Demiplane’s Adam Bradford, co-founder of D&D Beyond on the future of RPGs and technology

Digital RPG tools are changing the landscape of RPGs, in ways both expected and surprising. I spoke with Adam Bradford, Chief Development Officer at Demiplane and Co-Founder of D&D Beyond, about that landscape, his place in it, and the future of tabletop gaming. I use this descriptor with some jest, given the transfer of medium from in person to online roleplaying games. Adam has more experience, context, and hard data on this than most people on the planet, all of which shape the experience of RPGs for many people.

My first hands-on experience with Demiplane gave me an overview of the features and implementation in Free League’s Alien RPG. Granted I have only used about four or five other platforms for digital RPGs, but I found it to be one of the most user-friendly experience, which makes for the most important feature the digital space can add to tabletop: ease of entry. One of the biggest barriers to entry when it comes to tabletop RPGs are the complexity of learning the rules and creating a character. Both can be eased or eliminated by the tools available on Demiplane. With a few prompts that don’t necessarily need to explain themselves (like how attributes/backgrounds and skills feed into one another), a total novice can have a character ready. That’s assuming they don’t choose a pre-generated character. From there, your options in and out of combat are made clear to you. Rolling dice or taking those actions dynamically calculate and present appropriate options.

For Free League RPGs, this is a nice but not crucial bonus. But for Pathfinder 2nd Edition, one of Demiplane’s more comprehensive interfaces? It’s an instant change to the dynamic of the game. Demiplane is well poised to capitalize on this. Built for flexibility, it has been attracting a strong sleight of publishers hungry for official adaptations. Without the resources to build proprietary software, the presence of a user and publisher-friendly platform is filling a niche that, as it turns out, isn’t that niche at all.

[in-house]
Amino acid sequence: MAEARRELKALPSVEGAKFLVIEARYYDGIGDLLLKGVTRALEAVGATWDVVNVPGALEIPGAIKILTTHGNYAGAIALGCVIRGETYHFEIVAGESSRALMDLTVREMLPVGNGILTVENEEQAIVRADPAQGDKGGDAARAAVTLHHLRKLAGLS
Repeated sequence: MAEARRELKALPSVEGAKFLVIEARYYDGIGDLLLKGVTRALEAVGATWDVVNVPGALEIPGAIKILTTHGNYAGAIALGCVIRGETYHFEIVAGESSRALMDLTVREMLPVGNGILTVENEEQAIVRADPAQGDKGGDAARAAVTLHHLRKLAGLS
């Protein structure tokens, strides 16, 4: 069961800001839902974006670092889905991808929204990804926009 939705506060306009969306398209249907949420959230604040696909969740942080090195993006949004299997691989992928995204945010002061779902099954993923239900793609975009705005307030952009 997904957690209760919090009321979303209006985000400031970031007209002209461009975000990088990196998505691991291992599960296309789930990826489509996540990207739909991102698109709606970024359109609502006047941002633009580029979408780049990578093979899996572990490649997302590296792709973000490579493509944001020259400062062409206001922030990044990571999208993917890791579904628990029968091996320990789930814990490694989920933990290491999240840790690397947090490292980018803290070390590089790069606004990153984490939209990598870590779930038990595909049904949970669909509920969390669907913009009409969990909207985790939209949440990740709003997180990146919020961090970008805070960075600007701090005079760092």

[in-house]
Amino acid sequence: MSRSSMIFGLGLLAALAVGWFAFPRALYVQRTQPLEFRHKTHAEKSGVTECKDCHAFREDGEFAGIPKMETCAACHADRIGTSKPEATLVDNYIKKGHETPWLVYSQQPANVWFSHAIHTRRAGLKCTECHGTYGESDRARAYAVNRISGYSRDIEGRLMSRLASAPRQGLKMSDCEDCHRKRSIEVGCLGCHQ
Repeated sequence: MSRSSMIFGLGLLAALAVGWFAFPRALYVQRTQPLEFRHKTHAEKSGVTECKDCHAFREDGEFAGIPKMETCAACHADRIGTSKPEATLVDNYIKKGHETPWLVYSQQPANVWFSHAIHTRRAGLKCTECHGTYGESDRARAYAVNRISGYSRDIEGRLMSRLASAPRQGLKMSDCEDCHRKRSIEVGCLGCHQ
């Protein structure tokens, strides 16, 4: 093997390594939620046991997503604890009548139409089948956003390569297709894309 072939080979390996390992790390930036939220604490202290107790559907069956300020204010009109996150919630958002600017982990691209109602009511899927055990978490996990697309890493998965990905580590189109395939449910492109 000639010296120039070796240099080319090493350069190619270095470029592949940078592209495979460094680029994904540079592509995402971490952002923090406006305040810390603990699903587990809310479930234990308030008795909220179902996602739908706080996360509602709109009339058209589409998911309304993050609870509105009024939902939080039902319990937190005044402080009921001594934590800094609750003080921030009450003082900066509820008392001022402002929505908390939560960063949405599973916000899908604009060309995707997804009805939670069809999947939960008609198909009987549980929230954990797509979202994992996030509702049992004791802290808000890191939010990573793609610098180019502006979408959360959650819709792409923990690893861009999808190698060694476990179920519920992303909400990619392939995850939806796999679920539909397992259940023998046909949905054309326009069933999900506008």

For the past few months, I’ve been conducting a series of interviews with RPG designers on the mechanics and pitfalls of their craft. One of the most consistent threads in those interviews and this discussion with Adam made clear that RPG’s time as a resented subculture are well and truly gone. More players from more backgrounds are interested in more games covering a broader spectrum of genre. Money is changing hands, careers are being made, and changes are abroad in the land. For many years, Roll20 and Dungeons and Dragons maintained a commanding presence due to sheer market saturation. As the sophistication and number of competitors grow, new ideas have room to grow and improve the medium.

That isn’t to say that Demiplane is a strict upgrade from physical gaming, but it does unlock access to a new tool that could shape the future of tabletop design: extensive, specific data. Playtesting relies on self-selected information from players. More specifically, the type of person with the time to playtest and make comments on design, and the hope that they have useful opinions on their experience. That limits the scope and reliability of your playtest, which will influence your game’s design. Demiplane is in a position to give a developer substantially more data, with more specific granularity. Every character, dice roll, damage roll, resource expended, can be tracked and placed in context. Proposed rules changes would be easier to tweak and adjust in real time. Not every game relies on this level of statistics, and not all necessitate a digital assistance in the first place. There will never be a total shift from traditional gameplay to a hybrid RPG/videogame design, but it’s intriguing to think of how this could change design in the next few years.

Demiplane integrates with Paizo, Free League, World of Darkness, Critical Role, and others. It has plans, but no firm timeline, on community creation tools, and all products you own can be shared with up to 24 friends. I have not had enough time with Demiplane to render an in depth opinion, but there’s no doubt that Adam Bradford and his team will soon be experts in some of the most obscure information at the heart of tabletop design. I look forward to hearing what they learn, and getting a more in depth understanding of the world of digital tools.

Senior Tabletop Editor | [email protected]

John Farrell is an attorney working to create affordable housing, living in West Chester Pennsylvania. You can listen to him travel the weird west as Carrie A. Nation in the Joker's Wild podcast at:

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